Imagine standing in a dense forest. How would you understand the size and shape of this forest from your limited perspective? We do not see the woods for trees is a good analogy to what astronomers experience when trying to estimate the size and shape of our galaxy – we take a small star built into the system inside the Milky Way Drive. We can not fly over the galactic plane to peer into the general shape of our galaxy (though how cool it is?).
Researchers, however, were determined to understand the true form of the Milky Way while they were embedded in it. That's how they did it: A team of National Astronomical Observatories of the Chinese Academy of Sciences (NAOC) and Macquarie University in Australia are studying 1339 bright pulsing stars called Cepheid variables to create a 3-D map of our galaxy.
What they found came as a surprise: We live in a distorted galaxy.
"We usually think spiral galaxies are quite flat, like Andromeda, which you can easily see through a telescope," says astronomer and research associate Richard de Grece at Macquarie University. But our galaxy is not like Andromeda. It has an S-bend that twists away from the galactic center. At this turn, the gravitational attraction of the galaxy becomes weaker, making it look like old vinyl that has become distorted.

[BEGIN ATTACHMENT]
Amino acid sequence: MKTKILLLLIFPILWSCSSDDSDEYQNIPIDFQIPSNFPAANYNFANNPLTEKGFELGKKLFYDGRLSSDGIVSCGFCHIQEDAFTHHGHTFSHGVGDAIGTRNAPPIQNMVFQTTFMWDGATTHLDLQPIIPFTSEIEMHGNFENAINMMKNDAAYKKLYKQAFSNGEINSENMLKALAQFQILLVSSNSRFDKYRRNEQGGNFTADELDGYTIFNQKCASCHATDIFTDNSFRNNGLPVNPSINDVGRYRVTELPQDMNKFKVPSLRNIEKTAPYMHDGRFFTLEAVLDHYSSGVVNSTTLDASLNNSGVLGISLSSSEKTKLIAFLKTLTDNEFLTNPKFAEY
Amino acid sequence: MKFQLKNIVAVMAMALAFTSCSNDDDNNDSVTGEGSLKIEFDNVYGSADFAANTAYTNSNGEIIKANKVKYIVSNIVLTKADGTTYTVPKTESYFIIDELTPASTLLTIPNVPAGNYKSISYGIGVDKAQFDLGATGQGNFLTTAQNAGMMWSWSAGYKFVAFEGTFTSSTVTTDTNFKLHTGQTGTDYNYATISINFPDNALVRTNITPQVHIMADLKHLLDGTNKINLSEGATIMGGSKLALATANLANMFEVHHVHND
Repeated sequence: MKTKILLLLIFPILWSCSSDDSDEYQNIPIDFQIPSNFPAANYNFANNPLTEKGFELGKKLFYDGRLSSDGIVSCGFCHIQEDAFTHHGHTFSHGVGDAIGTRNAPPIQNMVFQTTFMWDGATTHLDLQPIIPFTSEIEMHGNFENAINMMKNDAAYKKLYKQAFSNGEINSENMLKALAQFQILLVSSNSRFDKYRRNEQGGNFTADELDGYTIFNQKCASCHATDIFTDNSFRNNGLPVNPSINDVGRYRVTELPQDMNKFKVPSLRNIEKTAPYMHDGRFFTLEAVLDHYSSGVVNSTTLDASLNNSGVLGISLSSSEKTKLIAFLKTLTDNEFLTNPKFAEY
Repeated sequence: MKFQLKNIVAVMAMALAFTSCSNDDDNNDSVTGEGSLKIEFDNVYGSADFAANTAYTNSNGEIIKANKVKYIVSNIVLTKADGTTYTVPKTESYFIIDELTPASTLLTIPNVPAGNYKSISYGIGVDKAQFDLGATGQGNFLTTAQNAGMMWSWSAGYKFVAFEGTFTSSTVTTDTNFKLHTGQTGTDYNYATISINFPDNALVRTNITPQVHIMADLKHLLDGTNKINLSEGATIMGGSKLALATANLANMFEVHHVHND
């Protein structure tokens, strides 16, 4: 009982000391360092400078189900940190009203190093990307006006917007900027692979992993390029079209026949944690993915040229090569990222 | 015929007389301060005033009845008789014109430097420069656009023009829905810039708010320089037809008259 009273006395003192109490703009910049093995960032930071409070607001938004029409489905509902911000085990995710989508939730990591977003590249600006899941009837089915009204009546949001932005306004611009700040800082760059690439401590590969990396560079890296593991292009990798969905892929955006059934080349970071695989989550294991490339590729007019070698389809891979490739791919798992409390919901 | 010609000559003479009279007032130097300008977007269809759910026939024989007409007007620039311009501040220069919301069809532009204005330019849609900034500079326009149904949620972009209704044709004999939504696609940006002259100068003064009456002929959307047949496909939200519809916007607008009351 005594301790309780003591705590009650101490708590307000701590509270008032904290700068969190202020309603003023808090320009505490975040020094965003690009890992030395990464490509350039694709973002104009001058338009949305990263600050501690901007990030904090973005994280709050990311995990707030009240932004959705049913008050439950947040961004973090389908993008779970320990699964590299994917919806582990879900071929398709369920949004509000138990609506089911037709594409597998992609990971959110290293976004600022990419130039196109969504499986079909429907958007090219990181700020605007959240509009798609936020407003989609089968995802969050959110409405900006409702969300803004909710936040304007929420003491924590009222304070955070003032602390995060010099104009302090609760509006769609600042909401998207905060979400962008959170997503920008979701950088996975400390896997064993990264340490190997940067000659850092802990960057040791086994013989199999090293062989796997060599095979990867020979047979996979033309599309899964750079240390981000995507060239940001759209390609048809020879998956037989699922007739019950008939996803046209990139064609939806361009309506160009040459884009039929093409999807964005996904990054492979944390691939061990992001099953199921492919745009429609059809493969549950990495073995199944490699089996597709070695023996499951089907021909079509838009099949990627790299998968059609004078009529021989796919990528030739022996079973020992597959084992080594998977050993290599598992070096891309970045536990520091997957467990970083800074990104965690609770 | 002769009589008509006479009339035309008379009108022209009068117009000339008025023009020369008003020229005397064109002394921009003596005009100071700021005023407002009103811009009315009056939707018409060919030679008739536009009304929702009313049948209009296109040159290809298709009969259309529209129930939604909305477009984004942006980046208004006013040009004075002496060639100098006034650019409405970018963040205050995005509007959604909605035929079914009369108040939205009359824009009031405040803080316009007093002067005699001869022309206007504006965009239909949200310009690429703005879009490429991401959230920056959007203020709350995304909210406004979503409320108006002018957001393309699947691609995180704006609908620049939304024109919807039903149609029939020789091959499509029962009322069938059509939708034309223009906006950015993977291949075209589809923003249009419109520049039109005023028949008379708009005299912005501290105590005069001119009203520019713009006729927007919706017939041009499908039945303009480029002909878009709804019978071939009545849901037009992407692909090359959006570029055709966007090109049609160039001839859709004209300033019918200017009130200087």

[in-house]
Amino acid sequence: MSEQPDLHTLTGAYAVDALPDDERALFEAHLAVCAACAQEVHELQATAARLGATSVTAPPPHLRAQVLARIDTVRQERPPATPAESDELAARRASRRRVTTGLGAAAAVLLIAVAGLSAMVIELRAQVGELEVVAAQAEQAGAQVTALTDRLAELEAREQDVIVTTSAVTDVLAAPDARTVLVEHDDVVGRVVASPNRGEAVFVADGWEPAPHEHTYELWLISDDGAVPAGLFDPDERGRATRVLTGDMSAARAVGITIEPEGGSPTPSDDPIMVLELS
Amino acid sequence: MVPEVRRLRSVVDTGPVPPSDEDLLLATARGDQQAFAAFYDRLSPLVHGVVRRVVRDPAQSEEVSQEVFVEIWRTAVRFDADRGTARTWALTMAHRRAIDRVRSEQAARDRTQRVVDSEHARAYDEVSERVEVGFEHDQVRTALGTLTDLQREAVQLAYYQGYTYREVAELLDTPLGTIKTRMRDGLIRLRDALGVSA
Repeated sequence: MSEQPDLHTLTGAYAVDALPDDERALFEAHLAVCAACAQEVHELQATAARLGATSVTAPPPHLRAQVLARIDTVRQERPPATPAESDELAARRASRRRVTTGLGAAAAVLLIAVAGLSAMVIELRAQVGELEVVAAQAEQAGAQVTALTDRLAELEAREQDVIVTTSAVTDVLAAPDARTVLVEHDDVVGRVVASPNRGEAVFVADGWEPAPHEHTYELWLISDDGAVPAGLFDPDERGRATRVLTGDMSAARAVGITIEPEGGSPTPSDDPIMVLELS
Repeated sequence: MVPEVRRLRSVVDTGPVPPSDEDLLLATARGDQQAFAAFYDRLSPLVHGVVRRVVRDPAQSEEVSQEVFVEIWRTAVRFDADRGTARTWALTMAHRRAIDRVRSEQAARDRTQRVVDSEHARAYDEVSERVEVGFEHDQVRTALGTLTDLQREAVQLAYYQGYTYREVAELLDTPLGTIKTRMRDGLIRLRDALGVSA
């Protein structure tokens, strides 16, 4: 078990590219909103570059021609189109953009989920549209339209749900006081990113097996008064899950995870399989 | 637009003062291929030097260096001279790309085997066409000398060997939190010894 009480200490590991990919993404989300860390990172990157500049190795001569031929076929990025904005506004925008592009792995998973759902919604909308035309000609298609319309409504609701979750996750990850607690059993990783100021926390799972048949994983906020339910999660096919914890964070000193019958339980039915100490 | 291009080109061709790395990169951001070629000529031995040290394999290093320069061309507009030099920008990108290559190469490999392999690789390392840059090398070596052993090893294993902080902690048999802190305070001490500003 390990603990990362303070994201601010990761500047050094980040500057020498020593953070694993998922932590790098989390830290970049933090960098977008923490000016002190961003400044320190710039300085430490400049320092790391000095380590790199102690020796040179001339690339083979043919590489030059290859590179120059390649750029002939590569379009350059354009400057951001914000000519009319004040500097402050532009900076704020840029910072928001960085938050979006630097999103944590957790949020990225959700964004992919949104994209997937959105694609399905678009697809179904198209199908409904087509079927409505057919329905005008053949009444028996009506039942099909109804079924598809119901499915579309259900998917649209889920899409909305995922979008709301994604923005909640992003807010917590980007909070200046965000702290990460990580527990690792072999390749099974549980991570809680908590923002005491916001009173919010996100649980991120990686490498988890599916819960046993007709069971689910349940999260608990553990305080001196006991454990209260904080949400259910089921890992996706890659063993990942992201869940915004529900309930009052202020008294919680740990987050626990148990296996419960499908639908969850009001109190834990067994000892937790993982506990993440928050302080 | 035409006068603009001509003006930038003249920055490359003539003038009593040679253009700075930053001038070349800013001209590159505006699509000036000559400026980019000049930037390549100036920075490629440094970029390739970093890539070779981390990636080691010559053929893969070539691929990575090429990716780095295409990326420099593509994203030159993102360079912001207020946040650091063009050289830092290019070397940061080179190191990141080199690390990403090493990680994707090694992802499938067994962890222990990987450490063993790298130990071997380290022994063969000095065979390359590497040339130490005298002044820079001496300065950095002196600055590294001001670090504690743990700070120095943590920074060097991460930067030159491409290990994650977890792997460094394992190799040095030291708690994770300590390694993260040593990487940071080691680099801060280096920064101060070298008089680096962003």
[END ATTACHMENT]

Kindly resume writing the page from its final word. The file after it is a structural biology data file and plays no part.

The study, which is published in the journal Nature Astronomy, uses data from Wase's extensive infrared researcher (WISE) to accurately determine the location of cephaids in our galactic disk and to turn them into a powerful tool for crossing the dust. , gas and other stars that blur our gaze.
"It is known that it is difficult to determine the distance from the sun to parts of the Milky Way external gas disk without any clear idea of what this disk looks like," said Chen Xiaodian, NAOC researcher and lead author of the study. separate press release. "However, we have recently published a new catalog of well-managed variable stars, known as classic cefeids, for which distances of 3 to 5 percent accuracy can be determined."
Cepheids are young stars that are four to twenty times the mass of our sun and live fast and die young by consuming all their fuel for only a few million years and burning up to 100,000 times brighter than our star. But what they lack in life, they compensate in regular pulses of brightness that can be used by astronomers to accurately measure distances, and in this case they have acted as markers to draw the distorted Milky Way disk.
Though the Milky Way does not fit the standard flat disk exposed to other spiral galaxies (like Andromeda), it is not alone. From earlier observations, researchers identified a dozen other galaxies of similar S-shape that gave them an idea of why our galaxy is distorted.
"By combining our results with these other observations, we came to the conclusion that the twisted spiral pattern of the Milky Way is most likely caused by" torque "- or rotating forcing – from the massive internal disk," adds Liu Chao, co-author of the study. In general, the orbital movements in the massive central area of the Milky Way gravitationally harass the less massive outer regions, which makes them bend and bend in shape.
In the end, this new finding can help us better understand the dynamics of orbital movements within the Milky Way, thus giving insight into the development of our galaxy.